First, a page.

Vegan Product Review: Coconut Ice “Cream”

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My second product review is of another sweet treat. This one is a little more seasonally appropriate for Ottawa’s summer weather. I was walking up Bank Street this past week, and recalled hearing about Thimblecakes‘ coconut vegan ice cream. In the face of ice cream, I can never say no, so in I went.

Thimblecakes' beautiful storefront!

Thimblecakes’ beautiful storefront!

Thimblecakes is an adorable little bakery that has a great community impact. Monthly, they have a charity day with proceeds being given to a local animal shelter. They buy organic, compost their waste, and recycle too (which us Mindful Mavens love). The name of the bakery comes from a Peter Pan reference, making it the most whimsical business I’ve ever been to! Check out the story here.

My ginormous cookie dough scoop, resting on top of the orange chocolate chip scoop.

My ginormous cookie dough scoop, resting on top of the orange chocolate chip scoop.

I admit I thought that they would be serving a pre-packaged ice cream of some kind. I was so wrong! They had actually made the ice cream so recently that I couldn’t eat it off a cone, it was still too creamy and would have slid off. Of course they offered to put a cone on top for me, but I was quite content tasting it out of a cup.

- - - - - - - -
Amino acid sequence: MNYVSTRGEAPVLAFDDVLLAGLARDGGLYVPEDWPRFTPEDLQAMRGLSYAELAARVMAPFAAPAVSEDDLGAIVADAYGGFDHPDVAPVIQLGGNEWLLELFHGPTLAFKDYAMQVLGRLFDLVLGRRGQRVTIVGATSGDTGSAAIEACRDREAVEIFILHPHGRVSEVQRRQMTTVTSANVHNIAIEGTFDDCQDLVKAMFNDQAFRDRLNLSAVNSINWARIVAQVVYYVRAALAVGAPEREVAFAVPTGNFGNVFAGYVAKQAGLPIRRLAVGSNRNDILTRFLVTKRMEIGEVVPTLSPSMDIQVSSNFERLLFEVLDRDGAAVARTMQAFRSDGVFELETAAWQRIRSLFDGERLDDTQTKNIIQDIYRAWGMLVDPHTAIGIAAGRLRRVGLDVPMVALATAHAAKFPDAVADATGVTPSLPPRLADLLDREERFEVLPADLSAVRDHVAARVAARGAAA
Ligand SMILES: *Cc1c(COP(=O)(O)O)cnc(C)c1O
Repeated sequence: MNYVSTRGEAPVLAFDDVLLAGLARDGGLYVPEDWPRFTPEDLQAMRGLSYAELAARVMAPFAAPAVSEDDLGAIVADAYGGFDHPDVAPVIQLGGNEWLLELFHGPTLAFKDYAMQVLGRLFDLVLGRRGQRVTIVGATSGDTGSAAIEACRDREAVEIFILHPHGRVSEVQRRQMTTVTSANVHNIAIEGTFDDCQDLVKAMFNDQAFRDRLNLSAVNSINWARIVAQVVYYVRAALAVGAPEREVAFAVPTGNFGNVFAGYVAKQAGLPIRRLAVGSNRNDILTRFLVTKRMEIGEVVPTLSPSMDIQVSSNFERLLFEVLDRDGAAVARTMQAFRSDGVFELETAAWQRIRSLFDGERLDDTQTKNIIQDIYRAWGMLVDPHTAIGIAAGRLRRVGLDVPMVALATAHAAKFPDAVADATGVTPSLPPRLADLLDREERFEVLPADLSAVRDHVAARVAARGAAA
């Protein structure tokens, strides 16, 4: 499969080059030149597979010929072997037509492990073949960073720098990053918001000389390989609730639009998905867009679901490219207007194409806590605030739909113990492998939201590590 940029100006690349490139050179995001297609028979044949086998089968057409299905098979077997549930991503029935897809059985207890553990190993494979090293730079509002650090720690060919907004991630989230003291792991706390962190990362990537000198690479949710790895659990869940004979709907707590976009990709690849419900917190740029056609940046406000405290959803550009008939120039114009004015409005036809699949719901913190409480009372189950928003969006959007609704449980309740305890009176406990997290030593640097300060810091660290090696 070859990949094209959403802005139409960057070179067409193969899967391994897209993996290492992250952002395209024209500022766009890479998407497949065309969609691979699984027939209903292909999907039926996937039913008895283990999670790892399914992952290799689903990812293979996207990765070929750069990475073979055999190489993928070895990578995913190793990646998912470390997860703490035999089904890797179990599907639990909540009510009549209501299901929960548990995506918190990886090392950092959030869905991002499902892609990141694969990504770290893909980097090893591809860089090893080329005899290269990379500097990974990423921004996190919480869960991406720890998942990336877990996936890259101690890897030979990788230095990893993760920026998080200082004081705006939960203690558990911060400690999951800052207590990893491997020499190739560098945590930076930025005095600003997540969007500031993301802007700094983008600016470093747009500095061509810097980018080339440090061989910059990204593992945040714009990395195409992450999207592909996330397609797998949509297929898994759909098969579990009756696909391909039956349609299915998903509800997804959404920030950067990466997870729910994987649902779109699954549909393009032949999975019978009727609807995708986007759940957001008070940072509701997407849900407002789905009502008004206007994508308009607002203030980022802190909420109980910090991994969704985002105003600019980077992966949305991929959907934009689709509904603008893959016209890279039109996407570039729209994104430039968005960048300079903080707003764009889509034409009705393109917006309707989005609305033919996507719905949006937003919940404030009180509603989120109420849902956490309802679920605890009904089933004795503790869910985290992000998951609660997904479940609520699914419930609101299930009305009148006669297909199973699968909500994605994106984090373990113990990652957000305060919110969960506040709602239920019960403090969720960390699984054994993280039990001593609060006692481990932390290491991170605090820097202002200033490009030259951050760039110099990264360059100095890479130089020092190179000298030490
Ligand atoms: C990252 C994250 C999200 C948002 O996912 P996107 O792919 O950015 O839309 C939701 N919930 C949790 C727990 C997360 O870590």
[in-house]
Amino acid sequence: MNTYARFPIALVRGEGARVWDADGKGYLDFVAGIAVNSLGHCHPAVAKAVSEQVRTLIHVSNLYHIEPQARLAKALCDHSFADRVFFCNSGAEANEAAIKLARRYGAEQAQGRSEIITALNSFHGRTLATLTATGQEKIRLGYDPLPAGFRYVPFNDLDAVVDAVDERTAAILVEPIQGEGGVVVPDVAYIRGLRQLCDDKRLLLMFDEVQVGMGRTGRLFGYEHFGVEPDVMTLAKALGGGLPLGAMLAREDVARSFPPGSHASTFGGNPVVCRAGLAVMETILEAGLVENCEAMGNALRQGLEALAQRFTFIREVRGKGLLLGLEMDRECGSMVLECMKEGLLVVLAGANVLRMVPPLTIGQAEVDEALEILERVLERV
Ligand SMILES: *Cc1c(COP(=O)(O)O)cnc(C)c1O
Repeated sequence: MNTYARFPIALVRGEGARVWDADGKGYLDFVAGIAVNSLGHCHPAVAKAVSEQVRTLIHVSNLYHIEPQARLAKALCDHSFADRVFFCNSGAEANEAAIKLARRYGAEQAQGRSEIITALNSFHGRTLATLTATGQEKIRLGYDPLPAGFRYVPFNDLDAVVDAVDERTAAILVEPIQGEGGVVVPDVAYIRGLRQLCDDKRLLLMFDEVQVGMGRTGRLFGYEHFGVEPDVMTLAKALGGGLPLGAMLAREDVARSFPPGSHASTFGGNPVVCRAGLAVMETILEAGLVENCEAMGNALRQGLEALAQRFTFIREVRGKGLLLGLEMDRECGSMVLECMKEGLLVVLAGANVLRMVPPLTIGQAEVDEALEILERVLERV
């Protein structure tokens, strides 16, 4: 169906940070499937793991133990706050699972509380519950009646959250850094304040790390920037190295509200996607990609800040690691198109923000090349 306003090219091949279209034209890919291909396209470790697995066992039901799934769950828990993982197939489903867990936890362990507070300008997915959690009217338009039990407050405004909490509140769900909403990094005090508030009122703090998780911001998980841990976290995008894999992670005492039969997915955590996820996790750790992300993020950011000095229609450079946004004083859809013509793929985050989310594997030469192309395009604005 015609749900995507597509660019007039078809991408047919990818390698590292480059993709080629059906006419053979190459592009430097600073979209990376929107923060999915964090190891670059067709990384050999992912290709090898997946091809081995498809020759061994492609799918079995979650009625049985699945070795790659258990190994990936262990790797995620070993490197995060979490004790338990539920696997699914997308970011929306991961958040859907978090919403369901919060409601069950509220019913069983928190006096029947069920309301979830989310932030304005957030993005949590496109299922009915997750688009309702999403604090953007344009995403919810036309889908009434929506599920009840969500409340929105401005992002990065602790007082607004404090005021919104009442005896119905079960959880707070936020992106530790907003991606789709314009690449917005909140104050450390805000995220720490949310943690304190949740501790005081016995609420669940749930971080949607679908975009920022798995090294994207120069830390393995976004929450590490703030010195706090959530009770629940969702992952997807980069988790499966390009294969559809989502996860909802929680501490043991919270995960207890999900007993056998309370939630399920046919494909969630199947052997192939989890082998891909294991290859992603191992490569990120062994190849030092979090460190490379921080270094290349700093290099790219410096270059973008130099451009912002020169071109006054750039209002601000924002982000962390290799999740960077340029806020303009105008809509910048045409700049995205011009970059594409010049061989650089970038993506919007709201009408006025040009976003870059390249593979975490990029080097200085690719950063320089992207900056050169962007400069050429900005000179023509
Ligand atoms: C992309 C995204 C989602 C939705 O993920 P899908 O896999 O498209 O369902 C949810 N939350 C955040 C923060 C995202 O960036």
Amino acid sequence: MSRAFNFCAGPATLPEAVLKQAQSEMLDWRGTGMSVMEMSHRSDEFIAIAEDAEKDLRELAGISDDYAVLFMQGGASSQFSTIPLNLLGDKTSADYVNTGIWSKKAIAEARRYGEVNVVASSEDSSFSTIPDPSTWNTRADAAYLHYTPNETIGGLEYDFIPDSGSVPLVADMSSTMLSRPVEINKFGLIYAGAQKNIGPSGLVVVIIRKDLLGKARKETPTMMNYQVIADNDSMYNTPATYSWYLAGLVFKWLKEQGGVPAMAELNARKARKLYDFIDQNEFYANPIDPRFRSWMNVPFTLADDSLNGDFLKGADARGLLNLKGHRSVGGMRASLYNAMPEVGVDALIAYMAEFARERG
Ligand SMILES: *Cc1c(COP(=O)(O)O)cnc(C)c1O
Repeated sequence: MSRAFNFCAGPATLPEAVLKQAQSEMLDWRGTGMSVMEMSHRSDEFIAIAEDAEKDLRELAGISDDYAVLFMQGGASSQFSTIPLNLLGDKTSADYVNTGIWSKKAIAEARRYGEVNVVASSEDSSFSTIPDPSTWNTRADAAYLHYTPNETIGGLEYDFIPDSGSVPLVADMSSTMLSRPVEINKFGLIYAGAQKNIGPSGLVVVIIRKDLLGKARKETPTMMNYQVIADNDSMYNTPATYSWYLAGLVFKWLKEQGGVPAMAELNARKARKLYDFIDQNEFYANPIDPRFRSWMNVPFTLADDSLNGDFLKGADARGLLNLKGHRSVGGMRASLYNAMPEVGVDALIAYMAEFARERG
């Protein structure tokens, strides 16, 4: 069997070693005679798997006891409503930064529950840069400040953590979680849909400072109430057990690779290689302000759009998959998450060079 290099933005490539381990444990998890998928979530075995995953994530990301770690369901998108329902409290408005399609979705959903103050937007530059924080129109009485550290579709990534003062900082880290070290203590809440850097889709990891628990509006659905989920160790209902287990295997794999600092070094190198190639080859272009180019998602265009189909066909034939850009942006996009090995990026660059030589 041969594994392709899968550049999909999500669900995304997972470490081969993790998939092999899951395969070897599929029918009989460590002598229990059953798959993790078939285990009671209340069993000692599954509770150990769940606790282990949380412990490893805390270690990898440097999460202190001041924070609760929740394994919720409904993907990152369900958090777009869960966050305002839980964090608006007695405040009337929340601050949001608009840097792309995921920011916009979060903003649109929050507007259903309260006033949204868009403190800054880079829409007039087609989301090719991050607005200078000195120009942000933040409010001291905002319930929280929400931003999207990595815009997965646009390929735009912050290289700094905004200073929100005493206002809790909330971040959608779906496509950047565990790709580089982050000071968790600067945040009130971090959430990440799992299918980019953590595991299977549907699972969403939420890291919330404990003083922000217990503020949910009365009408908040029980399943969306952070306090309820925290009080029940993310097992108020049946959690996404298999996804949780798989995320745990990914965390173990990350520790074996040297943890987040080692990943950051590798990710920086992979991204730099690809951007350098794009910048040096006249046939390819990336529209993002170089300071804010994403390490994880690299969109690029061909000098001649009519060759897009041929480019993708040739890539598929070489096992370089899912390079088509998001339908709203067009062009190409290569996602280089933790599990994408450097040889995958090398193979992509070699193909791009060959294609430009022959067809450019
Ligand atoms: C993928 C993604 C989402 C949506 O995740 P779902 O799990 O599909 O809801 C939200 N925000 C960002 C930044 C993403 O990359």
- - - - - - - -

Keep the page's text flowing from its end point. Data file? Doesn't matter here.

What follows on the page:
I opted for two scoops: cookie dough, and orange chocolate chip. Both taste slightly coconutty. The cookie dough was incredible. It was sweet and creamy, with just enough cookie dough throughout the scoop. The orange was refreshing and a little more summery, with the orange and coconut bringing that scoop to a more fruity palette. Both flavours were rich and yummy, probably the closest I’ve come to my favourite ice creams of my pre-veganism days.

The flavour selection of the day.

The flavour selection of the day.

I was glad to be informed that all of Thimblecakes’ coconut ice cream flavours were vegan. Though they aren’t a completely vegan bakery, they also cater to vegans with their baked goods. Find a list of flavours and which allergens they contain here.

Overall, the coconut ice cream was amazing. My two scoops ran me about 7$, with prices increasing if you decide to get a cone, and based on which cone you want. For two giant scoops of fresh vegan ice cream, made at an environmentally conscious bakery, I think that’s a fair price.  I would recommend it to anyone who likes cruelty-free frozen treats! I will definitely be going back, hot weather or otherwise.

Vegan Product Review: Mint Chocolate Chip Cookies

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Hello readers! My name is Mackenzie, and this is my first post with the Mindful Mavens. I will be posting product reviews for vegan products available in the Ottawa area, with preference for locally made products. I look forward to hearing your thoughts on what I should review next! Introductions out of the way, let’s jump in to the review.